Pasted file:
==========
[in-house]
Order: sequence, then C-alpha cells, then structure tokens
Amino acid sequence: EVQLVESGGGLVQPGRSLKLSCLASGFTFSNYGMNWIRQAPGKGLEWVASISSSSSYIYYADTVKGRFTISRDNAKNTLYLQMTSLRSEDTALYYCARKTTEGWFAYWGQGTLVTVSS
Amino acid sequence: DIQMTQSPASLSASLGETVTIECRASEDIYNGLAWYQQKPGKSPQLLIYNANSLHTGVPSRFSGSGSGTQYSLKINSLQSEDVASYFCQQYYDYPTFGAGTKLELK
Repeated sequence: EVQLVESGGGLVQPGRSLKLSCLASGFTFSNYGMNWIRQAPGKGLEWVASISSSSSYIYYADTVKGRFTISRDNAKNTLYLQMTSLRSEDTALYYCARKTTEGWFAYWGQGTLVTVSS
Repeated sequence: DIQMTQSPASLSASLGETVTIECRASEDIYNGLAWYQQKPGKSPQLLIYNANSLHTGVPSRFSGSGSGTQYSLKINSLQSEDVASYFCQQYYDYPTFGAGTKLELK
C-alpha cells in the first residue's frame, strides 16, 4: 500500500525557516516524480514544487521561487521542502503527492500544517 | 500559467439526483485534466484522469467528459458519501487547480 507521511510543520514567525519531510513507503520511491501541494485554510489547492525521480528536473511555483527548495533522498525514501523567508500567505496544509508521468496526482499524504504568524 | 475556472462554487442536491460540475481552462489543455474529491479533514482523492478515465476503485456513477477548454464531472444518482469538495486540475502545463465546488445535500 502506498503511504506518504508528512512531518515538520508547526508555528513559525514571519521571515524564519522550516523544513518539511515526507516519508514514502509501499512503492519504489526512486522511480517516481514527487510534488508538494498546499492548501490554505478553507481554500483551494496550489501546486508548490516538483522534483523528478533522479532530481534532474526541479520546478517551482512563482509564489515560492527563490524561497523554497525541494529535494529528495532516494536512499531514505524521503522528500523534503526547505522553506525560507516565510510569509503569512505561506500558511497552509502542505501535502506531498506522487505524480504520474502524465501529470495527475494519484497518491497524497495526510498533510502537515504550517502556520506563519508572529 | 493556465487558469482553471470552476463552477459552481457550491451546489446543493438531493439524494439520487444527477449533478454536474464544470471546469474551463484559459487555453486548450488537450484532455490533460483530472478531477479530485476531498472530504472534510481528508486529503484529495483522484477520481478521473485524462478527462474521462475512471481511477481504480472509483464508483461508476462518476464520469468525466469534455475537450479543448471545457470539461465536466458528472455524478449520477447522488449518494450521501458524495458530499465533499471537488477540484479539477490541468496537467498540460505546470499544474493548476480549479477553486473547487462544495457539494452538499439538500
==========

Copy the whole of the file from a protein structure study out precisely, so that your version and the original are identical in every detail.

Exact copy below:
[in-house]
Order: sequence, then C-alpha cells, then structure tokens
Amino acid sequence: EVQLVESGGGLVQPGRSLKLSCLASGFTFSNYGMNWIRQAPGKGLEWVASISSSSSYIYYADTVKGRFTISRDNAKNTLYLQMTSLRSEDTALYYCARKTTEGWFAYWGQGTLVTVSS
Amino acid sequence: DIQMTQSPASLSASLGETVTIECRASEDIYNGLAWYQQKPGKSPQLLIYNANSLHTGVPSRFSGSGSGTQYSLKINSLQSEDVASYFCQQYYDYPTFGAGTKLELK
Repeated sequence: EVQLVESGGGLVQPGRSLKLSCLASGFTFSNYGMNWIRQAPGKGLEWVASISSSSSYIYYADTVKGRFTISRDNAKNTLYLQMTSLRSEDTALYYCARKTTEGWFAYWGQGTLVTVSS
Repeated sequence: DIQMTQSPASLSASLGETVTIECRASEDIYNGLAWYQQKPGKSPQLLIYNANSLHTGVPSRFSGSGSGTQYSLKINSLQSEDVASYFCQQYYDYPTFGAGTKLELK
C-alpha cells in the first residue's frame, strides 16, 4: 500500500525557516516524480514544487521561487521542502503527492500544517 | 500559467439526483485534466484522469467528459458519501487547480 507521511510543520514567525519531510513507503520511491501541494485554510489547492525521480528536473511555483527548495533522498525514501523567508500567505496544509508521468496526482499524504504568524 | 475556472462554487442536491460540475481552462489543455474529491479533514482523492478515465476503485456513477477548454464531472444518482469538495486540475502545463465546488445535500 502506498503511504506518504508528512512531518515538520508547526508555528513559525514571519521571515524564519522550516523544513518539511515526507516519508514514502509501499512503492519504489526512486522511480517516481514527487510534488508538494498546499492548501490554505478553507481554500483551494496550489501546486508548490516538483522534483523528478533522479532530481534532474526541479520546478517551482512563482509564489515560492527563490524561497523554497525541494529535494529528495532516494536512499531514505524521503522528500523534503526547505522553506525560507516565510510569509503569512505561506500558511497552509502542505501535502506531498506522487505524480504520474502524465501529470495527475494519484497518491497524497495526510498533510502537515504550517502556520506563519508572529 | 493556465487558469482553471470552476463552477459552481457550491451546489446543493438531493439524494439520487444527477449533478454536474464544470471546469474551463484559459487555453486548450488537450484532455490533460483530472478531477479530485476531498472530504472534510481528508486529503484529495483522484477520481478521473485524462478527462474521462475512471481511477481504480472509483464508483461508476462518476464520469468525466469534455475537450479543448471545457470539461465536466458528472455524478449520477447522488449518494450521501458524495458530499465533499471537488477540484479539477490541468496537467498540460505546470499544474493548476480549479477553486473547487462544495457539494452538499439538500